That’s why you mustn’t underestimate how much time you’ll need to come up with a good one. Write your title after you’ve written the rest of the article. That way you already know exactly what direction your article takes and what the most important takeaway message is, so that you can craft your title accordingly.
#4 Be Clear, Very Clear
Because LinkedIn is a professional social media platform, sometimes people get the wrong idea about the audience you’ll find on it. You may think that this group of highly-educated, career-minded people want content that’s written on a high level with as many long, impressive vocabulary words you can possibly cram into a single sentence. You would be wrong. LinkedIn articles need to be every bit as clear and easy to read as content in the daily tabloid.
Even the most highly-educated executive prefers articles that are written simply. When you use complicated words and difficult sentences, you force the reader to concentrate on the words instead of on your actual content. According to the Flesch-Kincaid Readability Test, “easy to read” texts are those which can be understood by an 11-year-old. Think about it: if someone is taking a coffee break, the last thing they’ll choose is a post that takes effort to understand.
#5 Make it Real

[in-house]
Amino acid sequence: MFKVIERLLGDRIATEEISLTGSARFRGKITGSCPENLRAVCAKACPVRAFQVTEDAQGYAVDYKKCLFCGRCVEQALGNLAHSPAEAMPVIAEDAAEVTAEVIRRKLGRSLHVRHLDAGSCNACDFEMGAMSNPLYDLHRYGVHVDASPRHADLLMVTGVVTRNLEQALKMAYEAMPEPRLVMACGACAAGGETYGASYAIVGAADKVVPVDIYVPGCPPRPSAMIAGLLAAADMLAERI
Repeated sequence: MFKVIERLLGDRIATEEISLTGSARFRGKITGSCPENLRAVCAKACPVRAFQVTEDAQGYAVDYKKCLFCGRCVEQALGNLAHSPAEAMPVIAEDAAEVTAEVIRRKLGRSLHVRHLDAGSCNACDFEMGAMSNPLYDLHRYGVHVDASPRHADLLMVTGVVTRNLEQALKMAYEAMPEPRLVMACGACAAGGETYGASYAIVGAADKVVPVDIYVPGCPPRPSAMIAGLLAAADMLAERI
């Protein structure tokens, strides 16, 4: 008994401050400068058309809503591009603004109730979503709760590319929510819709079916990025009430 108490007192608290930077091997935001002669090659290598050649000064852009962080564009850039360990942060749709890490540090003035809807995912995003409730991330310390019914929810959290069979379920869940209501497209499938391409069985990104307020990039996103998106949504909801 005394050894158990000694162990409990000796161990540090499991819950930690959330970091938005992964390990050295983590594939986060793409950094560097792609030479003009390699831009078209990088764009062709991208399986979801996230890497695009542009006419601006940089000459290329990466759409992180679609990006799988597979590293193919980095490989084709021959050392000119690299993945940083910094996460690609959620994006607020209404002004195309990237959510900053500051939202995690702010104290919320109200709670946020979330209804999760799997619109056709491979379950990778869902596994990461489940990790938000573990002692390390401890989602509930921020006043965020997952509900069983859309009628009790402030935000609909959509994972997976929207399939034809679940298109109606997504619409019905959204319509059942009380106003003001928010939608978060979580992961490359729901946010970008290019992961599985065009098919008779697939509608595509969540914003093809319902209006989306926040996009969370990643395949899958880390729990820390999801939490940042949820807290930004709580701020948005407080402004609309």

When you share real experiences, emotional responses, and dilemmas, you add a depth of realness to your LinkedIn article that’s almost irresistible. Time after time it’s been proven that people respond best to personal, emotional connection, so write from the heart. Of course, that’s easy to say. You might tell me that you don’t have an emotional connection to social media marketing, or whatever your new topic is. So find one. It could be a funny story that happened to you recently, a dilemma you got stuck in, an angle you get excited about. If you don’t find that article interesting to write, I promise that the reader won’t find it interesting to read either.
It’s a lot easier to write from the heart when you’re writing about something you’re passionate about. Try to plan your LinkedIn articles around the topics that really wake you up. Choose the challenges that you worked the hardest to overcome and the tricks you are the most proud of to be the subject of your next article. Bonus: when your emotions are engaged, you’ll find that you’re writing goes so much more smoothly.
#6 Get Structured
Once you’ve got your passionate and relevant LinkedIn article, you’re still not ready to publish it. You still need to review the structure and format. Articles are easier to read when they are broken up into sections with headings or include short bullet lists for easy scanning. Paragraph length is important too. Long, unbroken blocks of text are harder on the eye and off-putting for busy readers. You can learn about the ideal length for paragraphs and headings and titles, too, in this infographic . Finally, preview your LinkedIn article to check that all images are in the right places and that the text is justified correctly.
Now go serve your community!